Over 30 years, dramatic consolidation has meant higher prices, fewer treatment options and less incentive to innovate
By Robin Feldman
The Washington Post, April 6, 2021
In the past few decades, three waves of mergers have substantially increased concentration in the pharmaceutical industry.
All told, between 1995 and 2015, the 60 leading pharmaceutical companies merged to only 10.
As a result, now only a handful of manufacturers are responsible for sourcing the vast majority of prescription drugs: Just four companies, for example, produced more than 50 percent of all generic drugs in 2017.
Drug companies were drawn to merging because of the lure of increased market power, improved synergies, larger economies of scale and more diverse product portfolios.
In the period following merger waves one and two, the industry generated fewer new molecular entities each year compared to pre-merger levels. Merged drug companies also spent proportionally less on research than their non-merged competitors.
Consolidation also enabled drugmakers to directly quell competition through what were known as “killer acquisitions,” in which they acquired innovative peers solely to stop potential competition.
In short, consumers were the losers from the two waves of drug company mergers. They confronted higher prices and fewer choices — and saw companies exploring fewer paths that might produce breakthroughs. To make matters worse, around 2010, another wave of mergers began.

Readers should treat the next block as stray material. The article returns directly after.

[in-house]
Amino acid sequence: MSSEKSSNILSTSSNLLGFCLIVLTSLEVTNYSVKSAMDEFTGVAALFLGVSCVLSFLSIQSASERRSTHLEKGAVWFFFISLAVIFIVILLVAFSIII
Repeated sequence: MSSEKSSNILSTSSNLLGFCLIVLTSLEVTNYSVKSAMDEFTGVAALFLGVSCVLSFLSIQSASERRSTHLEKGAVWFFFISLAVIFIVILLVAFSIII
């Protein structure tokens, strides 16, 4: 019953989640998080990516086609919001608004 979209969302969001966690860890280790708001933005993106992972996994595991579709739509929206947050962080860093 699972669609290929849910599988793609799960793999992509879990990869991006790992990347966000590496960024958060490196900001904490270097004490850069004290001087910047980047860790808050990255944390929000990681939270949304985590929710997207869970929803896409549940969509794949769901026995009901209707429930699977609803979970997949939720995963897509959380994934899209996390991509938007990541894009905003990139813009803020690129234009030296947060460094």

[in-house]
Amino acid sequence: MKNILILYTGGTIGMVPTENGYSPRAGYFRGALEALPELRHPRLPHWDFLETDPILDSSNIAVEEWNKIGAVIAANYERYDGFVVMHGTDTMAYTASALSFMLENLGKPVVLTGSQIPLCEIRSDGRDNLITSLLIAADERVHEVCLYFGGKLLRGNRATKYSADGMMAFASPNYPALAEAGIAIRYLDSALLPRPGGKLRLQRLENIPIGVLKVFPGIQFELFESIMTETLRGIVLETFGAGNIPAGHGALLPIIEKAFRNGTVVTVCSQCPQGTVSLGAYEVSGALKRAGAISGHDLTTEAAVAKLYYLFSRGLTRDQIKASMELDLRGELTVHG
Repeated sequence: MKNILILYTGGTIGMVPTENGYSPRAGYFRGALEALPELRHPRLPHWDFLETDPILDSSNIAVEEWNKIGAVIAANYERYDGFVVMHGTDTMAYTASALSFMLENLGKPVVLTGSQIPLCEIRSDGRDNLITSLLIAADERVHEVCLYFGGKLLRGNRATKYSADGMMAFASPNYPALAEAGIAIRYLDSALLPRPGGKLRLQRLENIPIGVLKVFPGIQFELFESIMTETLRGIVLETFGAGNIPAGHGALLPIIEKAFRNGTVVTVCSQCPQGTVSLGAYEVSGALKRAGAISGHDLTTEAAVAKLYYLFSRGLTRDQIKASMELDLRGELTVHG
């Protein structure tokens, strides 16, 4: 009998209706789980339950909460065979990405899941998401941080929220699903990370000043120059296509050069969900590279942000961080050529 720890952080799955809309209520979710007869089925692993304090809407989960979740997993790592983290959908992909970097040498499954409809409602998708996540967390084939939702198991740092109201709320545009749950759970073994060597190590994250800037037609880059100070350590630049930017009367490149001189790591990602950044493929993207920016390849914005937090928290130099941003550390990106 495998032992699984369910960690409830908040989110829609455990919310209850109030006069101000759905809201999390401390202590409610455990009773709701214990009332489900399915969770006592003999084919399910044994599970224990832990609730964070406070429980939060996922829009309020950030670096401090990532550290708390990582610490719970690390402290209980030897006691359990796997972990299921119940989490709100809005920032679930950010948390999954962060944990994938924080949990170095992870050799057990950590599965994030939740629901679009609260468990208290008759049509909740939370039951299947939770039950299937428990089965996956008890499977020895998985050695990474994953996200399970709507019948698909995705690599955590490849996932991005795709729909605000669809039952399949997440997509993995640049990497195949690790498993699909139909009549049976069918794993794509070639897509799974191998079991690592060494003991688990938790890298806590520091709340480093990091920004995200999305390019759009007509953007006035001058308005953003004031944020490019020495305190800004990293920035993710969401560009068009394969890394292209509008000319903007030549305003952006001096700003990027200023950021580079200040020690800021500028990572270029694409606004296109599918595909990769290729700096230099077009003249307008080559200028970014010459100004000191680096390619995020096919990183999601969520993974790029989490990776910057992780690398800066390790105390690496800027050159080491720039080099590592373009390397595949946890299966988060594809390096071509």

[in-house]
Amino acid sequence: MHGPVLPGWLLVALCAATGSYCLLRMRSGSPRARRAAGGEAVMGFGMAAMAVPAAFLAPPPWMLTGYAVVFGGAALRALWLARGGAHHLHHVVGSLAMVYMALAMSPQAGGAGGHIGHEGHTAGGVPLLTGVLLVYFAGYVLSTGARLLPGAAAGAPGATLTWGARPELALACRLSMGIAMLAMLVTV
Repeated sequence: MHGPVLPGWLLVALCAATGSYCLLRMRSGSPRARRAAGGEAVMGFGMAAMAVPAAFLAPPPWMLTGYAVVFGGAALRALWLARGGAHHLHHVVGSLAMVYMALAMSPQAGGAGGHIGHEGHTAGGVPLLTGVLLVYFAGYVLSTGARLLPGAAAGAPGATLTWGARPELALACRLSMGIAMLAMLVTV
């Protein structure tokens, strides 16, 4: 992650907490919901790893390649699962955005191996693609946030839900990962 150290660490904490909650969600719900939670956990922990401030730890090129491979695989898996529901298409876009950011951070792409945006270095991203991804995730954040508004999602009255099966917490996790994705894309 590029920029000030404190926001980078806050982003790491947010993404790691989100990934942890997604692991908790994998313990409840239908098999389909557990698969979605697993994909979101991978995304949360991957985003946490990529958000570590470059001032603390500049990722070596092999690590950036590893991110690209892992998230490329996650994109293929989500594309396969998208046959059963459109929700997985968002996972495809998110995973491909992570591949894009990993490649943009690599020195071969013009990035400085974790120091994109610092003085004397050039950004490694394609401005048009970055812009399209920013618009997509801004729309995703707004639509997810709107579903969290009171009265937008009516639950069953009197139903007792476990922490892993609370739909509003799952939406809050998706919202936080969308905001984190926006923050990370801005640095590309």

As with the earlier waves, giant drug companies have merged. But in a new twist, in recent years, most consolidation has featured bigger players acquiring smaller start-ups. The difference reflects a dramatic shift in the structure of the pharmaceutical industry. Faced with stagnating research productivity, large drugmakers now rely on outsourcing their new drug research to start-ups and other small pharmaceutical firms.
Increasingly, these smaller players specialize in high-risk research and early drug development, with larger firms then gobbling them up and navigating the FDA’s regulatory process. For example, 63 percent of all new molecular entities in 2018 came from smaller biopharma firms, compared with just 31 percent in 2009.
The end result of now three waves of pharmaceutical consolidation is decreased or diverted new drug innovation, fewer treatment options and higher prices. Consumers have lost as firms fuse together to bolster the bottom line.
Robin Feldman is director of the UC Hastings Center for Innovation.
By Don McCanne, M.D.
Yesterday we discussed consolidation of UnitedHealth/Optum and how it has become a mega-corporation of the medical-industrial complex. Today’s selection discusses consolidation within the pharmaceutical industry. The article describes how we can expect decreased or diverted drug innovation, fewer treatment options, and above all, higher prices. Works for the industry, but not so well for the people.
We’re just trying to introduce single payer Medicare for All. How much impact can that have on these mega-corporations? Where is our government in all of this? Aren’t they supposed to protect us? Maybe we’re aiming too low by advocating for a social insurance program. Maybe we should be taking over the industry so that we can gear it up to better serve us, the people. International comparisons do rate national health services very high in performance. Maybe if we talk about it a little more we can convince them that Medicare for All is a compromise that they can live with. We think we can too.
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